Beyond DACA: The Youth Fighting for the Rights of All Immigrants

Movimiento Cosecha is taking direct action to defend DACA—and all undocumented people living in the United States.

Kate Aronoff

Supporters of the Deferred Action for Childhood Arrivals immigration law demonstrate against President Trump's decision to cancel the program on September 5, 2017 in Foley Square in New York City. (Photo by Andrew Lichtenstein/Corbis via Getty Images)

Jeff Ses­sions announced on Tues­day morn­ing that the Trump admin­is­tra­tion is mak­ing good on a long­time promise: to end Deferred Action for Child­hood Arrivals (DACA), a pro­gram that allows undoc­u­ment­ed immi­grants who came to the coun­try as chil­dren to work and live in the Unit­ed States with­out fear of deportation.

At the same time, hun­dreds of peo­ple gath­ered just blocks from Trump Tow­er in Mid­town Man­hat­tan for a ral­ly called by Movimien­to Cosecha, a group com­prised large­ly of young, undoc­u­ment­ed immi­grants who stand to be among those worst impact­ed by this week’s deci­sion. Over the next sev­er­al hours, 34 DACA­ment­ed” young peo­ple and their allies would be arrested.

There were a lot of peo­ple cry­ing,” Thais Mar­ques, a DACA recip­i­ent and orga­niz­er with Cosecha, told In These Times. We had to acknowl­edge that pain.”

Once the action got going, the tone shift­ed. When we start­ed march­ing to Trump Tow­er, and the DACA folks shut down Fifth Avenue, the mood com­plete­ly changed,” Mar­ques said. It was real­ly beau­ti­ful to see the strength that they have, and the courage, to do this lit­er­al­ly moments after it was announced that DACA was repealed.”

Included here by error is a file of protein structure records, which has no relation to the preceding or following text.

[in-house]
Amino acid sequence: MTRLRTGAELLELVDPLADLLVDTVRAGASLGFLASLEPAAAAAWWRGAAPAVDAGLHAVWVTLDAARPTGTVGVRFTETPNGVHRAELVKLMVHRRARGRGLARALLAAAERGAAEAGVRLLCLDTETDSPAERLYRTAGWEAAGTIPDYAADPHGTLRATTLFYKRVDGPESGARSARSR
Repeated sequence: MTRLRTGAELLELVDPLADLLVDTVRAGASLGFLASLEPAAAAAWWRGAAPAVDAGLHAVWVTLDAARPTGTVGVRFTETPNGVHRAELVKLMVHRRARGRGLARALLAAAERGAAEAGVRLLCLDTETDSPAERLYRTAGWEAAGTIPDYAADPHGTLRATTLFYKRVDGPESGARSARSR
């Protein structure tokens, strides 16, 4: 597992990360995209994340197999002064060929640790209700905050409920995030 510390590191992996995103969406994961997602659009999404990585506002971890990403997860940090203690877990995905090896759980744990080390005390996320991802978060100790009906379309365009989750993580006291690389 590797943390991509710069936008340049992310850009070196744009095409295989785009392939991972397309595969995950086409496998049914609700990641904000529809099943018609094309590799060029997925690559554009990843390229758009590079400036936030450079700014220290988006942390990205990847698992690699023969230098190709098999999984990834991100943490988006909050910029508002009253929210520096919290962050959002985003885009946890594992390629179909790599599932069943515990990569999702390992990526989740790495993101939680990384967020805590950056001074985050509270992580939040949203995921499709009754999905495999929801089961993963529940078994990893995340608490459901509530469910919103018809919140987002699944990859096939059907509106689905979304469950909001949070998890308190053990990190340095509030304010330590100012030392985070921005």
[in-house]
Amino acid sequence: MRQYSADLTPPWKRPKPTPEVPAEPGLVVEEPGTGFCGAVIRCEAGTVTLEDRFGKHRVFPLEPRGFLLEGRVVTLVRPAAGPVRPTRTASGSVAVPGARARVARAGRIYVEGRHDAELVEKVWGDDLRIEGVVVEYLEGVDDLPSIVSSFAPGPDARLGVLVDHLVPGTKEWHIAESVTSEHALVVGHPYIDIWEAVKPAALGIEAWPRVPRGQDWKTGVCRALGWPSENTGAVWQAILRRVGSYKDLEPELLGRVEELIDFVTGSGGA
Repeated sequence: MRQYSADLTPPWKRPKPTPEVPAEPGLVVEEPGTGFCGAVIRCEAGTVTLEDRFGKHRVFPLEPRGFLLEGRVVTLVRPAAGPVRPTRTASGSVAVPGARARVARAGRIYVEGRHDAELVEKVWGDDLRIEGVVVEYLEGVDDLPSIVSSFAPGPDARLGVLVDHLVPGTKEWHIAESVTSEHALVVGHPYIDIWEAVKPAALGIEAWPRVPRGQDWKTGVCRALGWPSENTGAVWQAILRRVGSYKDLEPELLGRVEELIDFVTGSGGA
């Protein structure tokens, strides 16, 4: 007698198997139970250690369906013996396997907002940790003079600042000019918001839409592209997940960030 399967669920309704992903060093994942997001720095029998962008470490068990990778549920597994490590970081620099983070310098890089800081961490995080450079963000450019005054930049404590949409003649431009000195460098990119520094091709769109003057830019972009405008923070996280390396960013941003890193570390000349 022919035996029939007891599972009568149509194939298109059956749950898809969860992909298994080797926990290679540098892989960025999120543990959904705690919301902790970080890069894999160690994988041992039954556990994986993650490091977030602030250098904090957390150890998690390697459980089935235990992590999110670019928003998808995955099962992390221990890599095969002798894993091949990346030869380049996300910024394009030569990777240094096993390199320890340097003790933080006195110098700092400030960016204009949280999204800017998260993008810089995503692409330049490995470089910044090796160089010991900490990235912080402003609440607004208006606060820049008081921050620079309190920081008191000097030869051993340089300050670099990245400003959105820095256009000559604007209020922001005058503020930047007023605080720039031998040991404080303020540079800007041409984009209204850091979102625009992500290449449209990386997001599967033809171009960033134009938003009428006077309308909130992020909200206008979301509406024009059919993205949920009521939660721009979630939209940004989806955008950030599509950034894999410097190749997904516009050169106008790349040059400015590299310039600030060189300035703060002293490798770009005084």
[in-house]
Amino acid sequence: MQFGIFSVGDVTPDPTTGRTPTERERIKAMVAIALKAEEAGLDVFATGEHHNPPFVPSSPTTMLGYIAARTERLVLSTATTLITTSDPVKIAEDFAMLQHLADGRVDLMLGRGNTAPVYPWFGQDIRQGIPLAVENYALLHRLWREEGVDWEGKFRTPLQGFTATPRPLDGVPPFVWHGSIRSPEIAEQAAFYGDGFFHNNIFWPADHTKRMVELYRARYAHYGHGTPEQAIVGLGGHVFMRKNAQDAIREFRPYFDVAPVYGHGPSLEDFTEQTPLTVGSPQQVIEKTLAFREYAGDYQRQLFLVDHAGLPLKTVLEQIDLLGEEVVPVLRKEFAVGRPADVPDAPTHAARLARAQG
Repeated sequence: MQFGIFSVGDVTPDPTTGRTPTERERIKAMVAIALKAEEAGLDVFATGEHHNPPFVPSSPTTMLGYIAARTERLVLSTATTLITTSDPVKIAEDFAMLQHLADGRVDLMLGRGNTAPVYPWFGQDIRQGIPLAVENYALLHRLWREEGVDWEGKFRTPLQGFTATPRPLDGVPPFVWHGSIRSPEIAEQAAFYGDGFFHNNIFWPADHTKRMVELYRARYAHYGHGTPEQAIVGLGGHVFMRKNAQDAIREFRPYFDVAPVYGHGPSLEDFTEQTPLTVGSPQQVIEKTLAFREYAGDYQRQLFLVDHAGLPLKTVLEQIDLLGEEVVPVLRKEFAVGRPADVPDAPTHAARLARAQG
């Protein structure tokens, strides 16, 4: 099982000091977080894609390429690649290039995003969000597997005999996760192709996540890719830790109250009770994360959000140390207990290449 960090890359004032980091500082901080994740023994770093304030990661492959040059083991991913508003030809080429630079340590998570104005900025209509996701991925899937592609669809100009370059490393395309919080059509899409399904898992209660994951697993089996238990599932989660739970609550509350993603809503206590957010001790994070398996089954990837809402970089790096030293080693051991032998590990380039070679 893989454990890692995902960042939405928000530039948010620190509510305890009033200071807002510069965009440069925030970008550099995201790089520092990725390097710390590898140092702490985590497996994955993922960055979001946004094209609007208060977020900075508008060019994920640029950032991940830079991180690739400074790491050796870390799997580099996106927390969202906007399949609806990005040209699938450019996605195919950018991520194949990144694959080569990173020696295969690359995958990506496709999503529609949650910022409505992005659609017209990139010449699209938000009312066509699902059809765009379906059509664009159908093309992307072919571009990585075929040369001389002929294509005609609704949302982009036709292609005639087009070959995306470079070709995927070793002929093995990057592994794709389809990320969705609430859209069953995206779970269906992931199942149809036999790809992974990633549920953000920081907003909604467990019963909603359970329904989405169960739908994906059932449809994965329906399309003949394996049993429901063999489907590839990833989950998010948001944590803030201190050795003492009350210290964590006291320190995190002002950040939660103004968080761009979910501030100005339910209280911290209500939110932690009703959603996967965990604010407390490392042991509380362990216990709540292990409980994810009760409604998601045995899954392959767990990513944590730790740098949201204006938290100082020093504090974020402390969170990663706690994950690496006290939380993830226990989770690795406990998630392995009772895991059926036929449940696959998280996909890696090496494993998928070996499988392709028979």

Nine DACA­ment­ed demon­stra­tors and three allies — one of whom was for­mer­ly undoc­u­ment­ed — sat down on Fifth Avenue, block­ing traf­fic briefly before being arrest­ed. Orga­niz­ers than led a march around the block, as anoth­er set of more than 20 pro­test­ers blocked the same street once again. Unex­pect­ed­ly, sev­er­al march mar­shals, charged with direct­ing pro­test­ers, were arrest­ed by the New York Police Depart­ment as well.

Well in advance of the action, orga­niz­ers had agreed to use a tac­tic called jail sol­i­dar­i­ty, where peo­ple who are arrest­ed refuse to be released until every­one from their group is free. Espe­cial­ly in protests involv­ing undoc­u­ment­ed activists, it’s a way to ensure those in more pre­car­i­ous legal stand­ing aren’t sin­gled out for spe­cial treat­ment — or entered into depor­ta­tion proceedings.

Oth­er Defend DACA actions were held in Grand Rapids, Mich. and Den­ver Colo., where hun­dreds of stu­dents staged a mas­sive walk­out. Sev­er­al oth­er protests were held in South­ern Cal­i­for­nia. As of Fri­day morn­ing, youth with the Fair Immi­grant Reform Move­ment and oth­er groups entered the third day of a hunger strike in Wash­ing­ton D.C.

Accord­ing to Mar­ques, on Wednes­day, we saw a rebirth of the DREAM movement.”

Many Cosecha orga­niz­ers were deeply involved in the ulti­mate­ly unsuc­cess­ful fight to pass the DREAM Act at the nation­al lev­el, a push that formed a major part of what lead Oba­ma to announce DACA via Exec­u­tive Order in 2012. Mar­ques is one of many in the immi­grant rights move­ment, though, who are weary of per­pet­u­at­ing the idea that only DREAM­ers — and young, high-achiev­ing stu­dents, in par­tic­u­lar — deserve protection.